I have repeatedly stated my admiration for Jonathan Haidt's work, but because I am who I am with natural suspiciousness, I usually only note this in the context of my main point of disagreement. It is unfair of me. I find his books informative but difficult to read, but that shouldn't prevent me from praising his name in the gates.
Haidt's research shows that conservatives make moral decisions on the basis of five factors, liberals only two. If you are conservative, you think that this is because conservatives are less simplistic, more nuanced, more philosophically aware of complex moral issues. If you are liberal, you think this is because your two axes are the important ones, and the other three extraneous.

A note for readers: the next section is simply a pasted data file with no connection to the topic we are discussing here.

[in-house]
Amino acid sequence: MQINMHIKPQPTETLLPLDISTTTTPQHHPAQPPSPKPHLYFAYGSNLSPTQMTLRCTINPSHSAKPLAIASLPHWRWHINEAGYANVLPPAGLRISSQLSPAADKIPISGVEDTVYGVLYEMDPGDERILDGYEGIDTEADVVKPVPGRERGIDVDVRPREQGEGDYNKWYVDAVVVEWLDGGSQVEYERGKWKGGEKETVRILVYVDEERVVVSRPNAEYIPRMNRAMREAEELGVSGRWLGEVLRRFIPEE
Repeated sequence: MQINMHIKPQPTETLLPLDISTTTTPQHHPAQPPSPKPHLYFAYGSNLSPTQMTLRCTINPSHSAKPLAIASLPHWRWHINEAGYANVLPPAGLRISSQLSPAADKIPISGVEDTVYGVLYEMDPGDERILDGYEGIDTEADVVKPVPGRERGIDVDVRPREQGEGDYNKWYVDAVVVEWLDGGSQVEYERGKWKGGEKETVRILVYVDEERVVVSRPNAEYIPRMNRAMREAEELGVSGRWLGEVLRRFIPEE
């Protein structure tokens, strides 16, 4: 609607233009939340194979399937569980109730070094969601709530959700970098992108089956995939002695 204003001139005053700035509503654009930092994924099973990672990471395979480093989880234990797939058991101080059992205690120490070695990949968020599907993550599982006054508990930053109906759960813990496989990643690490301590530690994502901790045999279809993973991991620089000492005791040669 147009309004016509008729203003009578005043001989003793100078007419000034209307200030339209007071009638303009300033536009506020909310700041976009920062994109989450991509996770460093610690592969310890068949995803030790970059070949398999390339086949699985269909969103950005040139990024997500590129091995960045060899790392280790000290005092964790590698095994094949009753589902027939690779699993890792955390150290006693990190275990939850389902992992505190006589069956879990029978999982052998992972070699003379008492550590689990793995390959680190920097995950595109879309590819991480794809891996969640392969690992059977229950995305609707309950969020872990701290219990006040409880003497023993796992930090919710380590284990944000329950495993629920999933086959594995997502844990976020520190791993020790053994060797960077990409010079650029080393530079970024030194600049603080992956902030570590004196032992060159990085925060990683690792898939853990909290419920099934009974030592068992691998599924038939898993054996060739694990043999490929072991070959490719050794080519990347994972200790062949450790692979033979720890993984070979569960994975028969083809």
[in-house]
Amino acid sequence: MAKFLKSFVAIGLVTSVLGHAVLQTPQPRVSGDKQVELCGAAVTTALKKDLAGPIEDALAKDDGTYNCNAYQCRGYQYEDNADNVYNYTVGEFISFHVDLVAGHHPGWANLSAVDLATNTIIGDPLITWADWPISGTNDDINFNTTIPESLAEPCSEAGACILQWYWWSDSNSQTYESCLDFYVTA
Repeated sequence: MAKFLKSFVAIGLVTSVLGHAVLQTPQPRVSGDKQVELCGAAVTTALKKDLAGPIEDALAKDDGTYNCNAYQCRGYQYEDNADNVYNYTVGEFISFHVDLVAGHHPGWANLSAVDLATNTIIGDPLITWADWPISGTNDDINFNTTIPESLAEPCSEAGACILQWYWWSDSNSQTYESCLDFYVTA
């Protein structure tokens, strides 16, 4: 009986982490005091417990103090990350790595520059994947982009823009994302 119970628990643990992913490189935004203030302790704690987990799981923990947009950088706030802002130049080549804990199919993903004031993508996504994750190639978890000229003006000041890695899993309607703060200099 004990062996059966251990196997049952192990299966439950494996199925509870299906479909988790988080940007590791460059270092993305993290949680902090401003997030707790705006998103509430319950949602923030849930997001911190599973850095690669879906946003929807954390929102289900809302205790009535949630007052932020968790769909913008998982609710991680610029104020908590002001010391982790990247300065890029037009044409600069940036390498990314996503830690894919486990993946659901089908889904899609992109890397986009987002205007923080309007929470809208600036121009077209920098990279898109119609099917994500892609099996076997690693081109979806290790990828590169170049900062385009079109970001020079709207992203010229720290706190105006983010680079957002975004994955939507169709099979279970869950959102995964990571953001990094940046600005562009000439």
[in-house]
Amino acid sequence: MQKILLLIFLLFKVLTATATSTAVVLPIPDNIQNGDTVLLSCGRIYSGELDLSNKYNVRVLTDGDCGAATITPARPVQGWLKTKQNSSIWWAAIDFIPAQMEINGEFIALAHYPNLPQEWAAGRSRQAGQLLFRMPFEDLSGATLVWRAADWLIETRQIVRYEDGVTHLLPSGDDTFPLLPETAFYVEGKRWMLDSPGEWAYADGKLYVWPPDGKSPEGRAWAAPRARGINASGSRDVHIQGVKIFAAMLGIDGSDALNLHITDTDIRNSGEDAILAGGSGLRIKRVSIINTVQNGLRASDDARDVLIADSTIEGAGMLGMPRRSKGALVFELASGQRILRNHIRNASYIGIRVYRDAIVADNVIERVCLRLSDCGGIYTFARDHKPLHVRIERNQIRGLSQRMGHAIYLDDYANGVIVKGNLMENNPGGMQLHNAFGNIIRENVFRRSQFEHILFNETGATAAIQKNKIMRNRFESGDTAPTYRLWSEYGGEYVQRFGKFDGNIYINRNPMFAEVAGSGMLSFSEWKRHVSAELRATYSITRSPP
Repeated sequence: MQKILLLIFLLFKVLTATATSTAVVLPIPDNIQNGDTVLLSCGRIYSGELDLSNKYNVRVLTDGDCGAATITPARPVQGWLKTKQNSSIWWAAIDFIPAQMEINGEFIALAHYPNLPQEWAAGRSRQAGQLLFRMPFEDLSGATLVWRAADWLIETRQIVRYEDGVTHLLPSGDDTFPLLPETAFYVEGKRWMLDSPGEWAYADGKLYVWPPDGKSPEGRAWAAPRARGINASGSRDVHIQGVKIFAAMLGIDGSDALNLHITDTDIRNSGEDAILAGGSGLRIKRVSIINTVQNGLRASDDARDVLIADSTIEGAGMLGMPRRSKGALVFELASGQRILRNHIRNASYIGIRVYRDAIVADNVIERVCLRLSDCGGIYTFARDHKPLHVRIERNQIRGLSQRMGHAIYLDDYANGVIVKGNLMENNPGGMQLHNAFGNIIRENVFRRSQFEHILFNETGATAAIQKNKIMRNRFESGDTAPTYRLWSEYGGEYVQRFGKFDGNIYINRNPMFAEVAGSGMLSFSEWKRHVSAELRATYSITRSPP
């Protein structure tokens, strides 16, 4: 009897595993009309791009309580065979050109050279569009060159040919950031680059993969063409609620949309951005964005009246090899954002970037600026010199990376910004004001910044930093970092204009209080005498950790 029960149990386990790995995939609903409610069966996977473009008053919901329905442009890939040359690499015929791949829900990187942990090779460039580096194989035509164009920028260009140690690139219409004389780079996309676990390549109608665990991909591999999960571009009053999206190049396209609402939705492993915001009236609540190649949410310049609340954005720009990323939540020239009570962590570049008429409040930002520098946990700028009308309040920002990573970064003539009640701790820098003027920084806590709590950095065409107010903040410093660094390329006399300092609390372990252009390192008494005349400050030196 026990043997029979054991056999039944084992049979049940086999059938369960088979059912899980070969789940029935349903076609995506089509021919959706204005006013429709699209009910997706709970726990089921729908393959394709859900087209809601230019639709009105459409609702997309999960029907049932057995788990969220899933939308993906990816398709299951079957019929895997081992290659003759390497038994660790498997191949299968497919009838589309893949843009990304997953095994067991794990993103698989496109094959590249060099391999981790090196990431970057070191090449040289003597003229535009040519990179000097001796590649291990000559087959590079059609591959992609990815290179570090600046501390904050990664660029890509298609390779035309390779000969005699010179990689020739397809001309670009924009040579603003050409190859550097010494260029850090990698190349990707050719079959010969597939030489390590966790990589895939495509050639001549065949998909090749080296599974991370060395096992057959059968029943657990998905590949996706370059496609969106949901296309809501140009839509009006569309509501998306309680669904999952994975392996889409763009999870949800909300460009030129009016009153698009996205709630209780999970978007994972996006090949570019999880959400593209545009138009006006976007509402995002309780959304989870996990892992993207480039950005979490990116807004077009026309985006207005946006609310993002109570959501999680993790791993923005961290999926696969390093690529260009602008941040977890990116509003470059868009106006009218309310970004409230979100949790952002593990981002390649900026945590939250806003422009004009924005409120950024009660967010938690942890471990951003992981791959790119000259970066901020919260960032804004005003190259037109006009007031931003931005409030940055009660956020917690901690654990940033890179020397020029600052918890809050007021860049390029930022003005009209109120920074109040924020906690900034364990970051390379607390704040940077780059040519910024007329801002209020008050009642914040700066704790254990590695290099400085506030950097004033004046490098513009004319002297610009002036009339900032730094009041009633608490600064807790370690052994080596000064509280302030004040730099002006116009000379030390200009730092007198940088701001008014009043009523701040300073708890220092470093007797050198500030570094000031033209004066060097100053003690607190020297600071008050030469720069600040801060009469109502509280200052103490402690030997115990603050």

My objection has always been, from the first time I read his research a decade ago, that the distinction is not that absolute. Liberals also evaluate morality along the other three lines - of purity/disgust, especially. His original questionnaire just didn't pick that up, because of the bias he (initially) brought to that study.
Here is another example. Purity/disgust is indeed part of the liberal repertoire of moral decision.